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Shamjibhai Vishram Siju

Interview Summary

Shamjibhai began the interview by talking to us about how marriage takes place in his community; he believes it has been carried out in the same way for centuries. One particular tradition followed is that the boy’s family give 125 rupees, along with a red, orange and green bandhanichunariand bangles to the girl’s parents. This, he says, is the minimum requirement for either rich or poor families. Instead of the bridegroom’s parents attending the betrothal ceremony itself, they are separately invited to another event and honoured as special guests, or khas. To give respect to their family, the boy and the girl usually do not question their marriage decisions taken by their elders. A staunch observer of these community traditions, Shamjibhai believes that anyone in his community who has not followed these conventions has faced problems.

In Shamjibhai’s family there are six brothers, including Shamjibhai himself, who is the fourth oldest. Regarding his brothers’ education he told us that his eldest brother Hamirbhai received a from the commercial college of Bhuj in 1983. The second brother Ramji completed his education up to class ten and the third brother is Arjan who has an LLB. Dinesh, fifth in line, has an MA in history, while the youngest, Rajesh, completed his education up to class nine. Shamjibhai’s brother’s son has a Masters in engineering. Under the brothers, sixty families are employed in all.

Shamjibhai’s ancestors, like many in the Vankar family, chiefly wove woollen blankets dhadkiand dhabdakhatha. Originally from Rajasthan, over time a number of different family names emerged within the community, such as Marwada, Meheshwari, Gurjar, and Chara; although they are also still collectively referred to as either Harijan or Vankar. Meghwar is also the term for their broader community. Shamjibhai adds that this family lineage (bhayat) therefore connects them to weavers in Rajasthan, and Banni weavers too.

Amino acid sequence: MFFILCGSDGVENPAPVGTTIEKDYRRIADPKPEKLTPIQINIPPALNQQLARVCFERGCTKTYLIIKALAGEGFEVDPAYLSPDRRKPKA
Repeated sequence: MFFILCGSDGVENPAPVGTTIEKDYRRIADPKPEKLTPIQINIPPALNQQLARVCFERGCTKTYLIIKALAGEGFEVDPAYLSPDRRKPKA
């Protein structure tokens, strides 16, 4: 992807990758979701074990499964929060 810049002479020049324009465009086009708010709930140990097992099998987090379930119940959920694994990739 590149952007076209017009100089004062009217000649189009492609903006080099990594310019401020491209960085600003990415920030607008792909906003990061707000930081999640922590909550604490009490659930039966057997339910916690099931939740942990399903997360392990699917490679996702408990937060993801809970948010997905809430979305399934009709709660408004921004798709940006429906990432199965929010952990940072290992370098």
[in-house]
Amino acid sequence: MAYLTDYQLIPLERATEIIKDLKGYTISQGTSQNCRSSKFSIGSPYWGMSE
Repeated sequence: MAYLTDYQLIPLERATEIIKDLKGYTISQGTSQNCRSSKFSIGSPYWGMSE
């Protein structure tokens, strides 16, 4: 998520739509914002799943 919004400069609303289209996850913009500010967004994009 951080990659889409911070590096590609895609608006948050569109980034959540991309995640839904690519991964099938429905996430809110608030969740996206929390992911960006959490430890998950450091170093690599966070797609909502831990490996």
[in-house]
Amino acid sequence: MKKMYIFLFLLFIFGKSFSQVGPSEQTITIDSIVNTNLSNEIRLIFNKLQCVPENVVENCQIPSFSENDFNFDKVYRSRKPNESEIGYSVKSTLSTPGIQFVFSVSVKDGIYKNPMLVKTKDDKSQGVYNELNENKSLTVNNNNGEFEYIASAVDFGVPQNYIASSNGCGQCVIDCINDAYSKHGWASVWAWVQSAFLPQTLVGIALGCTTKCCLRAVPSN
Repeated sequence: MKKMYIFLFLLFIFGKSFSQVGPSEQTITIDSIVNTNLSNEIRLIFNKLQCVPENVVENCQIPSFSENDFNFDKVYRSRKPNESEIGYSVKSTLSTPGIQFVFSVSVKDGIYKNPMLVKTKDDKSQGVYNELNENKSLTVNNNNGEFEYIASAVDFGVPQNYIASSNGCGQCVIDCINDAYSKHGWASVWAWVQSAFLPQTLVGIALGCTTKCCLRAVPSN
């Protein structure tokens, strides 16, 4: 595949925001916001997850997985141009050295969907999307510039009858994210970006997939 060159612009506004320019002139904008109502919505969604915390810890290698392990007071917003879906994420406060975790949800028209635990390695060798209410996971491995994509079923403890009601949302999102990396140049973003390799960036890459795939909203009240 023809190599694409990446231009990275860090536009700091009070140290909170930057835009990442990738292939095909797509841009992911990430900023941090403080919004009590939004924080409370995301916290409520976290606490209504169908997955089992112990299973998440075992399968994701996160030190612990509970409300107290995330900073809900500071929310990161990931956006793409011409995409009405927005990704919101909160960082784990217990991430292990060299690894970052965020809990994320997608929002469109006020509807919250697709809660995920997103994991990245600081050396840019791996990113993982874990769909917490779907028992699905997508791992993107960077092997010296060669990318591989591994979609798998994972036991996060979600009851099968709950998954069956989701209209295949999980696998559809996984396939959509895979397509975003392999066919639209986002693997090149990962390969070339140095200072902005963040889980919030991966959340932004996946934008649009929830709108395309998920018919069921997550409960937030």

They are a low caste community and as a result their forefathers, and to a lesser extent they themselves, have faced social segregation. Shamjibhai described how some of the weavers were formerly leather workers, and had worked on sheep and goat leather. Leather work was considered impure and degrading, and because of that the weavers were considered as untouchable. According to Shamjibhai, the three villages of Jambudi, Bhadra and Baladiya specialised in this leather work. Social segregation and discrimination was common. The Rabaris, one of the major customers of the weavers, would not collect cloth directly from their hand. Instead, the weaver was expected to keep it on the floor and the Rabari would sprinkle water on the cloth to purify it before use.

Shamjibhai recounted that his forefathers who made dhabdawandered from village to village as peddlars. In these times, the weavers had little money to produce bulk items and earned small profits. The village had two lakes, one for the villagers and the other usually for cattle; the Meghwar were compelled to drink water from the lake designed for the cattle. When wandering around in the village, a few kind-hearted villagers provided them with meals out of pity.